Every brain injury is different. Injuries differ in severity, in location (affecting different areas of the brain), and in consequence. Some people are just more susceptible to injury than others. The location of the injury typically dictates the general type of therapy that may work for a patient, but each person works through rehabilitation in his or her own way and at his or her own pace.
Rehabilitation may continue for the rest of the individual’s life, and it may constantly change to meet individual needs at various points in time
Other Brain Injury FAQs
- Are concussions a form of brain injury?
- Are concussions a form of brain injury? My son plays a lot of football and hockey.
- Are traumatic brain injuries common?
- Brain Injury Symptoms — Blog Series
- Do the airbags and seat belts car manufacturers install in vehicles help prevent or minimize traumatic brain injury sustained in a collision?
- Does everyone go through the same therapy to recover from traumatic brain injury?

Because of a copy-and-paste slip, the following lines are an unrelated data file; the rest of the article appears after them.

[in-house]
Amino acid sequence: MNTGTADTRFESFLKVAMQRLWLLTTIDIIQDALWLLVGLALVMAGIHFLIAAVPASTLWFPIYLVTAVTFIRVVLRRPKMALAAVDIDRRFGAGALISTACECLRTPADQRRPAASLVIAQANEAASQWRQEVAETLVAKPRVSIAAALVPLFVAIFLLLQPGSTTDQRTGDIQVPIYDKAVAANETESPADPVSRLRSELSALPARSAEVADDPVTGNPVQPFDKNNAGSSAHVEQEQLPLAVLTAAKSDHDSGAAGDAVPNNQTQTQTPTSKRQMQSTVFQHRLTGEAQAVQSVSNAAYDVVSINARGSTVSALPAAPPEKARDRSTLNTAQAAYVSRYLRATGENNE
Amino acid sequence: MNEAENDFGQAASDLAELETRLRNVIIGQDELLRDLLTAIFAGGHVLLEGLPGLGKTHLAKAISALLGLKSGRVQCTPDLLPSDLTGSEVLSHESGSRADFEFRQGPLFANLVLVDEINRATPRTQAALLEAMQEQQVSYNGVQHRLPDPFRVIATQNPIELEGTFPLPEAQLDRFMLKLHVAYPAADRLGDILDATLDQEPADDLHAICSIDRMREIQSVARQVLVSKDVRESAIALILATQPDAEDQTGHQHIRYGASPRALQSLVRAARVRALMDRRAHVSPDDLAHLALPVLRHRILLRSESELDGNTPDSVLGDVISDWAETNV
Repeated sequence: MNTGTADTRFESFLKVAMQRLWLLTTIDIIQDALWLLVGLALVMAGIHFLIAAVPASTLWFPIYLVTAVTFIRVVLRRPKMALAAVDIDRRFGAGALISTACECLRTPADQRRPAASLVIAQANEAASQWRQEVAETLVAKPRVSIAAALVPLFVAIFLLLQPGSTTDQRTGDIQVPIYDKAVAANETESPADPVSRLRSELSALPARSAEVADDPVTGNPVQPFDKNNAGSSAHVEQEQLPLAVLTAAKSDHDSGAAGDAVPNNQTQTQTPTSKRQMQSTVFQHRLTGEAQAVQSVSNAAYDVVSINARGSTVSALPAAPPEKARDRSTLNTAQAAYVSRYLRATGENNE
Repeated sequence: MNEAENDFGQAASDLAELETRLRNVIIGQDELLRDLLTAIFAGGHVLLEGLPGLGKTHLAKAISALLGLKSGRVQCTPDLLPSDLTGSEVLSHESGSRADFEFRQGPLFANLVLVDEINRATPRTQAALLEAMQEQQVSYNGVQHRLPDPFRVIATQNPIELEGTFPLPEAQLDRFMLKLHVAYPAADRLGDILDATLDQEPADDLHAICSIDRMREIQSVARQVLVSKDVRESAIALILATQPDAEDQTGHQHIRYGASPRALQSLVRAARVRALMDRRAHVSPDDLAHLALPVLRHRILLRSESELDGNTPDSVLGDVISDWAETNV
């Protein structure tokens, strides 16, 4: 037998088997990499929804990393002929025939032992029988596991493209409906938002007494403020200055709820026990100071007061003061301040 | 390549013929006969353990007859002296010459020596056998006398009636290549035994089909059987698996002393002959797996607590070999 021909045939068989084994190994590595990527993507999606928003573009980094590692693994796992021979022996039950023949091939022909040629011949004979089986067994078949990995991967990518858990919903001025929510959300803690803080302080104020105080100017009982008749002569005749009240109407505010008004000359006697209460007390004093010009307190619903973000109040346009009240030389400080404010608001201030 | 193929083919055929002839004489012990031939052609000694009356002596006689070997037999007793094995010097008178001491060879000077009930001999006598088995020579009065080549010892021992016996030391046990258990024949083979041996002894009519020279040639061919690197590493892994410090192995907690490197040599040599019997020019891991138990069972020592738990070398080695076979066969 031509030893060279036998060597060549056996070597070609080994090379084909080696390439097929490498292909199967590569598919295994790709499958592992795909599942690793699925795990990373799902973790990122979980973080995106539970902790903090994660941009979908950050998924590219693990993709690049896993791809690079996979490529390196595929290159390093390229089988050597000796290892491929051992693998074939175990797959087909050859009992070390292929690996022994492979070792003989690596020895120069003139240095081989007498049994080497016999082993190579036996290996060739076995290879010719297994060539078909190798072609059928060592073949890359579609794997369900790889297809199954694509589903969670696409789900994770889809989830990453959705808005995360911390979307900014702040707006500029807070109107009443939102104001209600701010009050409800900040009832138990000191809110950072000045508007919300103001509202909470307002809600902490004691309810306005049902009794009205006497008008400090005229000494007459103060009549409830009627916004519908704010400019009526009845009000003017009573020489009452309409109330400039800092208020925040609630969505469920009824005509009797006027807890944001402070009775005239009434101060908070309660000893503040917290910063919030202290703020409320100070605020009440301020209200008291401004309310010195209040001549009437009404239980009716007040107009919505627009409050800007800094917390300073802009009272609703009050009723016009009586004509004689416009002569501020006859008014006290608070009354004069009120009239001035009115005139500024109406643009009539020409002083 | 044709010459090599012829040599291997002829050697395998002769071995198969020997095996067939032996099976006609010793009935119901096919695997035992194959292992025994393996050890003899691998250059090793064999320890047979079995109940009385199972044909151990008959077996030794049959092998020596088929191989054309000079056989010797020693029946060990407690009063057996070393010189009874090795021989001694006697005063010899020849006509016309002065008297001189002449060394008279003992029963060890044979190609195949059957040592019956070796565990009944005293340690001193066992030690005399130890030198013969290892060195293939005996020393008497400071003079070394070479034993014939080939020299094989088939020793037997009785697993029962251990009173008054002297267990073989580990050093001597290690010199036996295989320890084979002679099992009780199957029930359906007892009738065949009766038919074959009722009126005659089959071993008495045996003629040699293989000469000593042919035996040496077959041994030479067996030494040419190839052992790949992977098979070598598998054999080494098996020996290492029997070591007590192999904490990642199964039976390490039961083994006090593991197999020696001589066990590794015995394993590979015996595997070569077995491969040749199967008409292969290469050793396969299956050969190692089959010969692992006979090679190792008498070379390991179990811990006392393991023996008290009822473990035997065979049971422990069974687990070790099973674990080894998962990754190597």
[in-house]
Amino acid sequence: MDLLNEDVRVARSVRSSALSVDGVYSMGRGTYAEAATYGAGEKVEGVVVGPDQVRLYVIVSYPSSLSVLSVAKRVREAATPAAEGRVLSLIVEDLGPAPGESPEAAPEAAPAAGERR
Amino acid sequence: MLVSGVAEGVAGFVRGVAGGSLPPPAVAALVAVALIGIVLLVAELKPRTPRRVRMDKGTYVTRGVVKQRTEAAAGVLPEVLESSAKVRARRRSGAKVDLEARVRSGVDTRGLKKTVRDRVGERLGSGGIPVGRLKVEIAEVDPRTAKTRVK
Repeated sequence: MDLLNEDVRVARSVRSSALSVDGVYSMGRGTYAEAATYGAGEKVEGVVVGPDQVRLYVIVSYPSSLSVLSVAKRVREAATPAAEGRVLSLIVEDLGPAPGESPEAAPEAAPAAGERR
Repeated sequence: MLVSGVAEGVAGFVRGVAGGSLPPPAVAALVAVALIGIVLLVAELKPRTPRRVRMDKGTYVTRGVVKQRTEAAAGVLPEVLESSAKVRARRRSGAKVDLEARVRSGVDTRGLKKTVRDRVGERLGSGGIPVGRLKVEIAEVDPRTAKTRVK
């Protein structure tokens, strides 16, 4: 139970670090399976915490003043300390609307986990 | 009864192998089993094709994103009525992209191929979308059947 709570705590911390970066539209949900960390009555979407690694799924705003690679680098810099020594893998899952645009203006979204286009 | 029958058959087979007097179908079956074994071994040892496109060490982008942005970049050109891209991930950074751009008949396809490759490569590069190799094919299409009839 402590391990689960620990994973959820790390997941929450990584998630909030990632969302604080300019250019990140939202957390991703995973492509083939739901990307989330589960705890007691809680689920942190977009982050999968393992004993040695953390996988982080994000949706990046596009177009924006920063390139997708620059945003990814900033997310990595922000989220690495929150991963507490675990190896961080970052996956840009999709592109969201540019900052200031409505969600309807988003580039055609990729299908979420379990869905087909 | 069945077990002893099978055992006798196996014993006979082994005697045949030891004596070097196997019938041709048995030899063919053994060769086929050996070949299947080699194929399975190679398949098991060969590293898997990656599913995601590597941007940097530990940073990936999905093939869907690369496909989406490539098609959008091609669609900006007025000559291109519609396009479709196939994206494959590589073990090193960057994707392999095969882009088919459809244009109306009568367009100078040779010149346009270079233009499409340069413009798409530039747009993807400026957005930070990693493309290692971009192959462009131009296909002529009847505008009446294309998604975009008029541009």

- How are brain injuries rated by doctors?
- How Can A Head Injury Be Treated?
- How do people with brain trauma recover?
- If a person sustains a severe traumatic brain injury, how much functional ability can he or she recover?
- My doctor says I have a brain stem injury. What does that mean?
- My doctor says my husband will have neurobehavioral problems after his head trauma. What does that mean?
- What Are The Effects Of A Brain Injury?
- What Is A Brain Injury?
- What kinds of cognitive problems may present themselves in a person with traumatic brain injury?
- What types of injuries can cause traumatic brain injury?